A Dangerous Gun
There is an interesting story regarding the gun Joseph Buckley originally carried and those who subsequently used this gun during the assault on Kenesaw Mountain. Joseph Buckley, who enlisted at Lisbon, was severely wounded by the same bullet that mortally wounded Captain William Harkness. The bullet entered Buckley's shoulder, severing the nerve and shattering the arm between the shoulder and elbow, then passing out at the elbow joint. His comrades were sure he was going to lose his arm but fortunately the surgeons were able to save it. At the time however, he was severely wounded an unfit for battle.
After Joseph Buckley was wounded, Captain Frank Hobbs insisted that Buckley be escorted to the rear. Because many guns had been damaged in battle and replacements were scarce, William Platt, from Seward Township was given Buckley's gun. In a very short period of time he was severely wounded in the right hand. The minnie ball struck the back of the thumb of his right hand, then coursed along the knuckles of the fingers. When it struck the bone of the little finger it glanced up and lodged in the wrist. He was taken to the hospital where his hand was amputated.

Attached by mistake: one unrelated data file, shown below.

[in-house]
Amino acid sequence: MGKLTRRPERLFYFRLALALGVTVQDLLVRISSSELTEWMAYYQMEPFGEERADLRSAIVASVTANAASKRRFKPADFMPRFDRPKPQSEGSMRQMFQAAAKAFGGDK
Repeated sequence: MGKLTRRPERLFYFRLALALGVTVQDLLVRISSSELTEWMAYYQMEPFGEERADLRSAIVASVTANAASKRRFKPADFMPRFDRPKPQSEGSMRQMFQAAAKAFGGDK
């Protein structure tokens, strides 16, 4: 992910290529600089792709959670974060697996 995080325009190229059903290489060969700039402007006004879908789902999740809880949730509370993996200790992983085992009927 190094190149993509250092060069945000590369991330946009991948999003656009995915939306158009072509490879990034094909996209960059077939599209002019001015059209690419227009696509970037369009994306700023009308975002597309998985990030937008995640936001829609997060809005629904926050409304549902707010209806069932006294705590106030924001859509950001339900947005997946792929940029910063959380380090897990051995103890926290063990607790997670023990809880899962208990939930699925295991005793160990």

The ill-fated gun was next given to Frank Eastergreen, who enlisted from Seward Township. It was not long before he was struck by a bullet in the upper thigh-bone fracturing his thigh. The wound proved to be mortal and he died from the effects of the wound July 3, 1864.
Thomas N. Morley of Yorkville, picked up the gun and was wounded in the left hand and had to have one of his fingers amputated. To the men of Company H, the gun became known as "a dangerous gun," not to the enemy, but to the man who carried it.
Charles Litsey who enlisted from Lisbon, picked up the gun after Thomas Morley was wounded and used it during the rest of the battle without being wounded. Litsey continued to carry the gun without suffering injury until the regiment was mustered out in Chicago.